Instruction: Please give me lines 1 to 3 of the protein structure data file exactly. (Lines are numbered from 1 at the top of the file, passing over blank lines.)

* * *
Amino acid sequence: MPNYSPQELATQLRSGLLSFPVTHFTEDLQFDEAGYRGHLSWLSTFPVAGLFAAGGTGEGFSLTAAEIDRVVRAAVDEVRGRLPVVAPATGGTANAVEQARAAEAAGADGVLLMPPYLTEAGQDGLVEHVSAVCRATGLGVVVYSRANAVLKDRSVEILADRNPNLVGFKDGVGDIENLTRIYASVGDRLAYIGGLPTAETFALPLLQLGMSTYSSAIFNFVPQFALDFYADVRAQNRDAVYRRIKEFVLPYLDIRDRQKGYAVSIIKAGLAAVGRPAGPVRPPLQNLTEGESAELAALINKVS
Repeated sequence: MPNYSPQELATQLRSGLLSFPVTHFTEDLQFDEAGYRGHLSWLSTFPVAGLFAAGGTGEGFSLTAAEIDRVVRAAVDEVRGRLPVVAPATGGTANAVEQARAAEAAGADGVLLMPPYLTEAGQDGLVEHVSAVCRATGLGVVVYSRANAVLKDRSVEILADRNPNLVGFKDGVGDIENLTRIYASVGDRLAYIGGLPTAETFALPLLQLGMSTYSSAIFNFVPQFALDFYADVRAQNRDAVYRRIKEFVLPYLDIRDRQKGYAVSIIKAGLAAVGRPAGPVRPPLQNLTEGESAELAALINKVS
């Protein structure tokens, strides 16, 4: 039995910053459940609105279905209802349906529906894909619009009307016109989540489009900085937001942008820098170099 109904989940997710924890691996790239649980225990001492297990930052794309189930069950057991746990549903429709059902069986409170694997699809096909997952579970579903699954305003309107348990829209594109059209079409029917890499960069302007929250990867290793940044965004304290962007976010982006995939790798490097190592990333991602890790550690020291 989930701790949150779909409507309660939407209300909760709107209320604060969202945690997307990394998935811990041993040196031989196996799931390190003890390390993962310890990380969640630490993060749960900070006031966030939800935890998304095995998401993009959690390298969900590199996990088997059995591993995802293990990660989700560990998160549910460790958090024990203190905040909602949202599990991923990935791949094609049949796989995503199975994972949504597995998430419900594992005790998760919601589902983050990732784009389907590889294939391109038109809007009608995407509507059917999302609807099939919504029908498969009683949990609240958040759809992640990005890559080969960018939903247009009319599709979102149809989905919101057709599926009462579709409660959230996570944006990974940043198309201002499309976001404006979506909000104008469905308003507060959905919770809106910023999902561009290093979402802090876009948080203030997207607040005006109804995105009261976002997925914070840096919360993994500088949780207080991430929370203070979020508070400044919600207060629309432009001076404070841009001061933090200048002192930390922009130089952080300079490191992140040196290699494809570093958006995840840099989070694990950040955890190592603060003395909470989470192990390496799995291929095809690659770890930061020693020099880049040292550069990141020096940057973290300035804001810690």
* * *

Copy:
Amino acid sequence: MPNYSPQELATQLRSGLLSFPVTHFTEDLQFDEAGYRGHLSWLSTFPVAGLFAAGGTGEGFSLTAAEIDRVVRAAVDEVRGRLPVVAPATGGTANAVEQARAAEAAGADGVLLMPPYLTEAGQDGLVEHVSAVCRATGLGVVVYSRANAVLKDRSVEILADRNPNLVGFKDGVGDIENLTRIYASVGDRLAYIGGLPTAETFALPLLQLGMSTYSSAIFNFVPQFALDFYADVRAQNRDAVYRRIKEFVLPYLDIRDRQKGYAVSIIKAGLAAVGRPAGPVRPPLQNLTEGESAELAALINKVS
Repeated sequence: MPNYSPQELATQLRSGLLSFPVTHFTEDLQFDEAGYRGHLSWLSTFPVAGLFAAGGTGEGFSLTAAEIDRVVRAAVDEVRGRLPVVAPATGGTANAVEQARAAEAAGADGVLLMPPYLTEAGQDGLVEHVSAVCRATGLGVVVYSRANAVLKDRSVEILADRNPNLVGFKDGVGDIENLTRIYASVGDRLAYIGGLPTAETFALPLLQLGMSTYSSAIFNFVPQFALDFYADVRAQNRDAVYRRIKEFVLPYLDIRDRQKGYAVSIIKAGLAAVGRPAGPVRPPLQNLTEGESAELAALINKVS
């Protein structure tokens, strides 16, 4: 039995910053459940609105279905209802349906529906894909619009009307016109989540489009900085937001942008820098170099 109904989940997710924890691996790239649980225990001492297990930052794309189930069950057991746990549903429709059902069986409170694997699809096909997952579970579903699954305003309107348990829209594109059209079409029917890499960069302007929250990867290793940044965004304290962007976010982006995939790798490097190592990333991602890790550690020291 989930701790949150779909409507309660939407209300909760709107209320604060969202945690997307990394998935811990041993040196031989196996799931390190003890390390993962310890990380969640630490993060749960900070006031966030939800935890998304095995998401993009959690390298969900590199996990088997059995591993995802293990990660989700560990998160549910460790958090024990203190905040909602949202599990991923990935791949094609049949796989995503199975994972949504597995998430419900594992005790998760919601589902983050990732784009389907590889294939391109038109809007009608995407509507059917999302609807099939919504029908498969009683949990609240958040759809992640990005890559080969960018939903247009009319599709979102149809989905919101057709599926009462579709409660959230996570944006990974940043198309201002499309976001404006979506909000104008469905308003507060959905919770809106910023999902561009290093979402802090876009948080203030997207607040005006109804995105009261976002997925914070840096919360993994500088949780207080991430929370203070979020508070400044919600207060629309432009001076404070841009001061933090200048002192930390922009130089952080300079490191992140040196290699494809570093958006995840840099989070694990950040955890190592603060003395909470989470192990390496799995291929095809690659770890930061020693020099880049040292550069990141020096940057973290300035804001810690």